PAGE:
The next morning we radioed that we were coming in, we were afraid we would be picked off by our own men. I don't remember what we had for breakfast, food didn't taste good anyway with your guts in knots. We started our push into Zig-Zag pass. The Japs didn't push very easily, they were dug into the ground, with tunnels and bunkers, so concealed you could step over them, or fall into them. It was really slow advancing. We were pinned down with sniper, or machine gun fire so much of the time.

Our artillery and fire bombs from low flying airplanes would clear out the jungle in front of us. That didn't get rid of the Japs, they were down deep in the ground and would pop up almost right under you, I was walking along the side of a tank as it moved along blasting at bunkers. A Jap jumped up out of a hole just a few feet away with a TNT charge, ran to the tank, threw the charge under the tank and ran back to his hole. I wasn't fast enough to get a shot at him.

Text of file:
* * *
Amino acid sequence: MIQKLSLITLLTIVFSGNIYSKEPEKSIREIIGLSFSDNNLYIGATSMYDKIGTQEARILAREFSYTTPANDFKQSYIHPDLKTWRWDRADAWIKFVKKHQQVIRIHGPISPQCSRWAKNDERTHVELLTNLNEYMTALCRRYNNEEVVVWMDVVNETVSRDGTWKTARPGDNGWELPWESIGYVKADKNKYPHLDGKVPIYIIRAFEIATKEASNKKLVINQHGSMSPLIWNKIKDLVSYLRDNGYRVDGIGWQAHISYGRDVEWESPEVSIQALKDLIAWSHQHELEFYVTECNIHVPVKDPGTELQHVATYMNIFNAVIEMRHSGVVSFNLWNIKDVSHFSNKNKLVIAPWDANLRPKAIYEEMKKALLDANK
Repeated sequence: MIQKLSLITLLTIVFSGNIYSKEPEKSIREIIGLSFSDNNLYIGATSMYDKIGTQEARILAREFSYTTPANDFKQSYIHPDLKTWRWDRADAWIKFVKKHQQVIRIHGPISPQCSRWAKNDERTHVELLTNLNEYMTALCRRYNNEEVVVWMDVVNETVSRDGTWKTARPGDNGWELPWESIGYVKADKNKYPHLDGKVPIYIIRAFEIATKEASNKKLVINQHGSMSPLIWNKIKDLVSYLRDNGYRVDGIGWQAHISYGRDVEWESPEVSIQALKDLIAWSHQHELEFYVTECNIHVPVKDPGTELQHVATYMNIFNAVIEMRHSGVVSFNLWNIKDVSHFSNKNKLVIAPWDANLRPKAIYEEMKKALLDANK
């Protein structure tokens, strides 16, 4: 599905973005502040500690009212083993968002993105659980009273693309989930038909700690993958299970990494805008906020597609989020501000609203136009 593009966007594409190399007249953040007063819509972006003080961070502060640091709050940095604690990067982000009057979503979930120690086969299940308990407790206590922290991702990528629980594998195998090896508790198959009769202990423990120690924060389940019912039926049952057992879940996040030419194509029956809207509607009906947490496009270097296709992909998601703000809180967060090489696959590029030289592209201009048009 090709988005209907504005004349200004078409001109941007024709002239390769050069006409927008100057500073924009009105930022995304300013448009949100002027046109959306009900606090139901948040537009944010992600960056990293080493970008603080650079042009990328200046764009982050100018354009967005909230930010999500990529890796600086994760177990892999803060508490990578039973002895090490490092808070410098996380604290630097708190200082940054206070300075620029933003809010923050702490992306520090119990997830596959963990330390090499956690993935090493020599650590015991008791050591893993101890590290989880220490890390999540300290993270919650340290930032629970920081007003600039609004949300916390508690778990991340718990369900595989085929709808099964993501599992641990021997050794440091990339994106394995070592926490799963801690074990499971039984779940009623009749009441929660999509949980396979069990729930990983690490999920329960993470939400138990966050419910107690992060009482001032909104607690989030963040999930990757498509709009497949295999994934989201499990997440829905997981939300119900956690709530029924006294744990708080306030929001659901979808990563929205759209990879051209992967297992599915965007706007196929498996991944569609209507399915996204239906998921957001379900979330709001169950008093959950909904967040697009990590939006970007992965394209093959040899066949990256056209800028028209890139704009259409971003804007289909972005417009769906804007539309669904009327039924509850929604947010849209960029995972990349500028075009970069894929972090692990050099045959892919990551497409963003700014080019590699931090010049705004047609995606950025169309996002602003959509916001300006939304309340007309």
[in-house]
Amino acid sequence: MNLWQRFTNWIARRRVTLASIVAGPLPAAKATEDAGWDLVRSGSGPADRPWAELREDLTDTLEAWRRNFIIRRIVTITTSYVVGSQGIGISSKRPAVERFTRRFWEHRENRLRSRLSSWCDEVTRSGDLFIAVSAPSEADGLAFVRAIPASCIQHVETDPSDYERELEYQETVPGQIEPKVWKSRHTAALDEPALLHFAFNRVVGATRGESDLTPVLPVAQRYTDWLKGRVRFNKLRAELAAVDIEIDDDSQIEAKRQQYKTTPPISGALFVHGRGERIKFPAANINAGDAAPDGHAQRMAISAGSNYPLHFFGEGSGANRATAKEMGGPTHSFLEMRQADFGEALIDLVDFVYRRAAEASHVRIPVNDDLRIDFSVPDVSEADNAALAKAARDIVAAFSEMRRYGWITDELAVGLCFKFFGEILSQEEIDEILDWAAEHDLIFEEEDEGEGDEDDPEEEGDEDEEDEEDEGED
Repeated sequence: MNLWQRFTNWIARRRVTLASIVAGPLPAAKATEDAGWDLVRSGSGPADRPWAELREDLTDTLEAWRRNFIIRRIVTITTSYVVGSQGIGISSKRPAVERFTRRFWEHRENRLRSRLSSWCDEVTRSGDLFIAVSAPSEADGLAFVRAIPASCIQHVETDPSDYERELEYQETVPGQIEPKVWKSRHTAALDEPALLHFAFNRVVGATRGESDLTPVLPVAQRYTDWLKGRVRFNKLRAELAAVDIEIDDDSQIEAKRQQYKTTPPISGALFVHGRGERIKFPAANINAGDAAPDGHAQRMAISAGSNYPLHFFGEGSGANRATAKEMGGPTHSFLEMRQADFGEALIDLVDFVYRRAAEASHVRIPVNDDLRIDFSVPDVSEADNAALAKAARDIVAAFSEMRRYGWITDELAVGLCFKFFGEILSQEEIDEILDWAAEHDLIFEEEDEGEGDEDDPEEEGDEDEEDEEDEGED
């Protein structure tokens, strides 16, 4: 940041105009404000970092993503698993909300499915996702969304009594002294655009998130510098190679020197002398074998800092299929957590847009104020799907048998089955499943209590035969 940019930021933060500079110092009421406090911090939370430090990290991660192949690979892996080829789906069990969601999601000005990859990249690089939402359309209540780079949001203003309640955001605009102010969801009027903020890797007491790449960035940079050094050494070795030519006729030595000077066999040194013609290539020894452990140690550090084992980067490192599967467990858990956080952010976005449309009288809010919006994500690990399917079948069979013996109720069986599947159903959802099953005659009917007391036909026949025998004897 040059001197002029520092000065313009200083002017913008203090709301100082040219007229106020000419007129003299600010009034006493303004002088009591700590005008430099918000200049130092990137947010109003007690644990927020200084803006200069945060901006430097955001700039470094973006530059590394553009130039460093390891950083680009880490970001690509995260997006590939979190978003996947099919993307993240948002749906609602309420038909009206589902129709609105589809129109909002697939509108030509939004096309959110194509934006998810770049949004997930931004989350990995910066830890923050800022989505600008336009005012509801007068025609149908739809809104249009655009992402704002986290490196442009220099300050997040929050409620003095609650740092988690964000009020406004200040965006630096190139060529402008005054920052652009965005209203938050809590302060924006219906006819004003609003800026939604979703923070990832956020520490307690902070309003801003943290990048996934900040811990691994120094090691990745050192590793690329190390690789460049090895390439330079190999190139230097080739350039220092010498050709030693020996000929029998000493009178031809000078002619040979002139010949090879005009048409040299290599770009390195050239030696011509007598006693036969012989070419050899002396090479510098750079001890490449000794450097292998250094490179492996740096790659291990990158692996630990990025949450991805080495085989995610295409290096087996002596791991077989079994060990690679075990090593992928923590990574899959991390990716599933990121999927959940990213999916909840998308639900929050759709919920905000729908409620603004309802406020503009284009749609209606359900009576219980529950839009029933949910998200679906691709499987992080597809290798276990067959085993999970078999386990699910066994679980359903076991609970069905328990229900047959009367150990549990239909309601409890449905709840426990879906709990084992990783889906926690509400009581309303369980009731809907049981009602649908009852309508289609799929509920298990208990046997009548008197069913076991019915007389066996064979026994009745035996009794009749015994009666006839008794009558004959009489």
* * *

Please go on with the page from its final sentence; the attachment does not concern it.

We had just taken a hill and we were feeling at ease getting ready to dig in for the night when all of a sudden the Japs cut loose with a machine gun. Several men were hit before we hit the ground . One of my buddies standing beside me got his arm half shot off. Over the hill from us, artillery dropped in on the men in the valley, a man's head flew up over our heads. We were laying on our stomachs digging in for the night.

I felt cramps in my stomach, like I needed to go. I snuck back down over the hill and nothing happened. I kept hurting so I told the medic and he examined me. In short, he told me I was having a appendicitis attack, and would have to go to the hospital. Was that good news to me? You better believe it!! I was getting out of this mess.